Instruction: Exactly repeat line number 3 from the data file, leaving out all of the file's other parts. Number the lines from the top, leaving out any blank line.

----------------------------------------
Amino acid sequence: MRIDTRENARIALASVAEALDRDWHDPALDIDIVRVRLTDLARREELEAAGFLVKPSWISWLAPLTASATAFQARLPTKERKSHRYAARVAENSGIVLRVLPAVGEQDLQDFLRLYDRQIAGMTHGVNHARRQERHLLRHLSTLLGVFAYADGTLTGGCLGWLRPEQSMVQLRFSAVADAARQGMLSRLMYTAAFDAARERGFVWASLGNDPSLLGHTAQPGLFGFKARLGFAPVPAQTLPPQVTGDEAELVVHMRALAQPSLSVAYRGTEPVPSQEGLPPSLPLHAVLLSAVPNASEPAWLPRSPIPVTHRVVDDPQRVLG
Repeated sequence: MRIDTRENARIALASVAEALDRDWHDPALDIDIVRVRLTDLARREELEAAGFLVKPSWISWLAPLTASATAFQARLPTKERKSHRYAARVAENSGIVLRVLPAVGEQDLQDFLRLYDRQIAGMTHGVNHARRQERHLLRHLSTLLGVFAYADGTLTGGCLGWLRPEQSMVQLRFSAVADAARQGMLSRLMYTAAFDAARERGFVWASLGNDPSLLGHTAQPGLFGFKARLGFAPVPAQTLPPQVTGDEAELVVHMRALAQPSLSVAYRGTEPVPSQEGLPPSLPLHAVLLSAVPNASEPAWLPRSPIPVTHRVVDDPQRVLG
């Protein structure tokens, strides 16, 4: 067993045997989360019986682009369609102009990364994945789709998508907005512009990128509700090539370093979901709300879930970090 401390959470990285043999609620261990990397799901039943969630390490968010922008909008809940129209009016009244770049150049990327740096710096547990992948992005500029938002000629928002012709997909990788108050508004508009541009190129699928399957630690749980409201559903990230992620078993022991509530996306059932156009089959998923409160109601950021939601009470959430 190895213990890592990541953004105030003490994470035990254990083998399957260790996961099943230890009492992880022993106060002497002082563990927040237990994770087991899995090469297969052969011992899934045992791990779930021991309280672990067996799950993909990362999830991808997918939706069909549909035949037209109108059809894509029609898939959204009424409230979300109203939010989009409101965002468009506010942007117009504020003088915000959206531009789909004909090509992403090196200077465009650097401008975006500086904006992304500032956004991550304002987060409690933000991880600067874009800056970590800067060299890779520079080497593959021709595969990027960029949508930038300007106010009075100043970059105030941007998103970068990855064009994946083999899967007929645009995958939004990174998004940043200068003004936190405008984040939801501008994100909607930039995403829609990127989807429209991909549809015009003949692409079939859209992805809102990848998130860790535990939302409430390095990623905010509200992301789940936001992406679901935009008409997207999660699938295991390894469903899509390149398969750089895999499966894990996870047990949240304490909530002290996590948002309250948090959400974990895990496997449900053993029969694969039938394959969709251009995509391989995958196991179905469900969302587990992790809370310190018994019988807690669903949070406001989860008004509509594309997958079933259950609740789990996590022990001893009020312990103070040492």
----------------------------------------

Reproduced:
């Protein structure tokens, strides 16, 4: 067993045997989360019986682009369609102009990364994945789709998508907005512009990128509700090539370093979901709300879930970090 401390959470990285043999609620261990990397799901039943969630390490968010922008909008809940129209009016009244770049150049990327740096710096547990992948992005500029938002000629928002012709997909990788108050508004508009541009190129699928399957630690749980409201559903990230992620078993022991509530996306059932156009089959998923409160109601950021939601009470959430 190895213990890592990541953004105030003490994470035990254990083998399957260790996961099943230890009492992880022993106060002497002082563990927040237990994770087991899995090469297969052969011992899934045992791990779930021991309280672990067996799950993909990362999830991808997918939706069909549909035949037209109108059809894509029609898939959204009424409230979300109203939010989009409101965002468009506010942007117009504020003088915000959206531009789909004909090509992403090196200077465009650097401008975006500086904006992304500032956004991550304002987060409690933000991880600067874009800056970590800067060299890779520079080497593959021709595969990027960029949508930038300007106010009075100043970059105030941007998103970068990855064009994946083999899967007929645009995958939004990174998004940043200068003004936190405008984040939801501008994100909607930039995403829609990127989807429209991909549809015009003949692409079939859209992805809102990848998130860790535990939302409430390095990623905010509200992301789940936001992406679901935009008409997207999660699938295991390894469903899509390149398969750089895999499966894990996870047990949240304490909530002290996590948002309250948090959400974990895990496997449900053993029969694969039938394959969709251009995509391989995958196991179905469900969302587990992790809370310190018994019988807690669903949070406001989860008004509509594309997958079933259950609740789990996590022990001893009020312990103070040492």